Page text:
GLOBAL - Fiduciary roles in defined contribution (DC) schemes need to be "viewed in a new light" with a possible move from an advisory approach to adopting comprehensive best practices, according to findings from State Street's latest Vision report on pensions.

The research into 'Strengthening the DC Model for the Future' encompasses a range of issues including the implications of a shift from defined benefit (DB) to DC, regulatory developments and the structure of new DC plan models.

On the issue of future DC models, the report highlighted the need for incentives to encourage people to save, such as auto-enrolment and tax relief, while the design of the default fund and investment strategy is equally important in both encouraging participation and building up savings.

That said, State Street claimed default funds with "too conservative a strategy early on has a negative impact on achieving retirement income goals". This is in comparison to comments by the Personal Accounts Delivery Authority (PADA) at the NAPF conference where they claimed a conservative start could encourage persistency as it reduces volatility. (See earlier IPE article: Persistence more important than risk in NEST early years)

The report also discussed the role of target date funds and lifestyling as investment strategies for DC, and argued there are some concerns with target date funds - after some investors in the US reported losses of more than 30% in 2008 - and a potential need for benchmarks, it believes "time will show that, for most people, target date funds are the future".

State Street argued these types of funds are heavily passive, very transparent and comparatively low-cost. So by using target date funds to act as an effective default investment option they "help address one of the major challenges facing DC plans: the huge number of people who currently have inappropriate asset allocations".

The latest Vision report noted that "good governance is the starting point for strengthening the DC model", and said this includes more focus on the role of the fiduciary committee and risk controls.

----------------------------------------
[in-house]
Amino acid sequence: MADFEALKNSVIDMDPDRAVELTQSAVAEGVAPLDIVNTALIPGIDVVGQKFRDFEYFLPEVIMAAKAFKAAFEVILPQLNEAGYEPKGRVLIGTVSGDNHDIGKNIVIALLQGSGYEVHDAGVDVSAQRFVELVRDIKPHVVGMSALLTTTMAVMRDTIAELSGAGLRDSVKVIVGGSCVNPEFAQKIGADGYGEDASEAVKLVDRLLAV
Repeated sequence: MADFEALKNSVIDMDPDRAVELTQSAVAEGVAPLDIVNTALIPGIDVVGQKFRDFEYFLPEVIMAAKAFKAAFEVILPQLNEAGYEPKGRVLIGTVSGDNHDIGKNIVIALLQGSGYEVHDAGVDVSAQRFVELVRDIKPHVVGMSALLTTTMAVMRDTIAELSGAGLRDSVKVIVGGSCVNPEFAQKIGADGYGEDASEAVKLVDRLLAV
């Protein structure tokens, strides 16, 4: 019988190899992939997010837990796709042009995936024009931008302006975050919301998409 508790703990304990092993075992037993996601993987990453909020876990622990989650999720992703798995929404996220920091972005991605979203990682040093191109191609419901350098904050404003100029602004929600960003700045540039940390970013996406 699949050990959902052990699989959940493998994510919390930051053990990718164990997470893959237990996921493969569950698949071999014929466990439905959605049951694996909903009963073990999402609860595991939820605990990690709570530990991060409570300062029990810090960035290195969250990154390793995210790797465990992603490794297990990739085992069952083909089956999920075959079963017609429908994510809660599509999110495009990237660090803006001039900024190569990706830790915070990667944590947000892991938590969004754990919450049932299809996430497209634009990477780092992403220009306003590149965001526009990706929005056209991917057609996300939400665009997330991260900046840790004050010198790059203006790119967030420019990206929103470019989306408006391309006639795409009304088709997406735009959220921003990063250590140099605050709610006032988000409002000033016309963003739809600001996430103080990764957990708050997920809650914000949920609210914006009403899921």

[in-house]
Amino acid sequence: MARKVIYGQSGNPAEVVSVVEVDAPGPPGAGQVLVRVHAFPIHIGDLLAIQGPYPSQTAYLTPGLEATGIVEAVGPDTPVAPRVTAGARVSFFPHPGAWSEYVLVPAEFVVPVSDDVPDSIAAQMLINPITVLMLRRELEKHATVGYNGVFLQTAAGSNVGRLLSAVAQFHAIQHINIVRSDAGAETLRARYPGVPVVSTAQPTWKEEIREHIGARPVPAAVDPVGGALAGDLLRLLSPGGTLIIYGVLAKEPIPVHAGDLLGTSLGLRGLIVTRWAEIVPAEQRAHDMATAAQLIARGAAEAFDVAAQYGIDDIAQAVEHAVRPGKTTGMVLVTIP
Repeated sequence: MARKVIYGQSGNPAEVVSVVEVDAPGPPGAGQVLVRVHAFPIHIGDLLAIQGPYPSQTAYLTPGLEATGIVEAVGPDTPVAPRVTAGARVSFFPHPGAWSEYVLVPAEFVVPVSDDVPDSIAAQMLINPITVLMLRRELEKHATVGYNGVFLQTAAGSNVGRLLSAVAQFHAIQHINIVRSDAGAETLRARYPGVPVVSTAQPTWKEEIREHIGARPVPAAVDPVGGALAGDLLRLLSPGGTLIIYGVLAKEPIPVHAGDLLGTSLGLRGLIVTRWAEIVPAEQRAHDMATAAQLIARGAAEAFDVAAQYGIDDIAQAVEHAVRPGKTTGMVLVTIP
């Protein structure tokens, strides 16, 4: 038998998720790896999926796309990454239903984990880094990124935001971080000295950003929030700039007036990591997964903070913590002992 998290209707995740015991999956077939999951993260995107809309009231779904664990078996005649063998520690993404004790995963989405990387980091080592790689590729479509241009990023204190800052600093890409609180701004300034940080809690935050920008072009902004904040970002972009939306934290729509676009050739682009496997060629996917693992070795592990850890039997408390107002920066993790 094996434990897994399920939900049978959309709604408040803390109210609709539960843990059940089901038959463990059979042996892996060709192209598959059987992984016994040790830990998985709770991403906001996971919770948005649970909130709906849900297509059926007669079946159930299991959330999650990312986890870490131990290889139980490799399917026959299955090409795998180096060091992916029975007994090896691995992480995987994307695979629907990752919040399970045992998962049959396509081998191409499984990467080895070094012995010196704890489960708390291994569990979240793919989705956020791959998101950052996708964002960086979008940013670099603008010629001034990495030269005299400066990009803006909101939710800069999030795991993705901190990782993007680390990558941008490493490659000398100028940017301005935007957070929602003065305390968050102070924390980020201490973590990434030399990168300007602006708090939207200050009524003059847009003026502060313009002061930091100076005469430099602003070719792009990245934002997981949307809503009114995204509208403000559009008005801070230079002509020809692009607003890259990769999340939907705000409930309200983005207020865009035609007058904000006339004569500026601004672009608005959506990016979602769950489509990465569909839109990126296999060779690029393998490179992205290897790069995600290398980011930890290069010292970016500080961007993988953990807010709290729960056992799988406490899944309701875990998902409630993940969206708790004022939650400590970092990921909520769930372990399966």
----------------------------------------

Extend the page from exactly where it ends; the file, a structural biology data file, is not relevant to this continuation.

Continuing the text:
It suggested DC plans require the same level of focus on governance issues as DB schemes, with plan design and member education considered to be some of the most effective strategies for these types of schemes.

The report added that fiduciary roles for DC schemes also "need to be viewed in a new light", because while many countries have taken a purely advisory approach until now, "recent events suggest that it is time for a more comprehensive adoption of best practices".

It warned that while the trend towards DC schemes has "eased the future burden of pension liabilities on corporate balance sheets, it has not erased the notion of fiduciary responsibility. However, the commonly understood meaning of the fiduciary role has blurred to some degree".

Some actions highlighted by the report for DC schemes to consider when reviewing governance strategies include:

Reviewing board membership qualifications; Considering fiduciary committee uties; Outlining governance processes; The Investment Committee: back to basics, and Stepped-up risk management.

The report stated: "Recent events strongly suggest DC plans may find it useful to leverage the accumulated experience of DB plans. Moreover, as witnessed by the interdependence of pension funds' performance in an increasingly globalised financial framework, the crisis also raises the question of whether it is time to consider globalised institutional approaches [pension pooling vehicles] to manage DC plans. This may include a more global approach to governance standards."

James Phalen, executive vice president of State Street, added: "Because DC represents the future of retirement plan models in many markets, the financial services industry should continue to work creatively and collaboratively with other stakeholders — including policymakers — to solve one of the most compelling social challenges of our time: ensuring sufficient funding to support a decent quality of life in retirement for an ageing population."

If you have any comments you would like to add to this or any other story, contact Nyree Stewart on + 44 (0)20 7261 4618 or email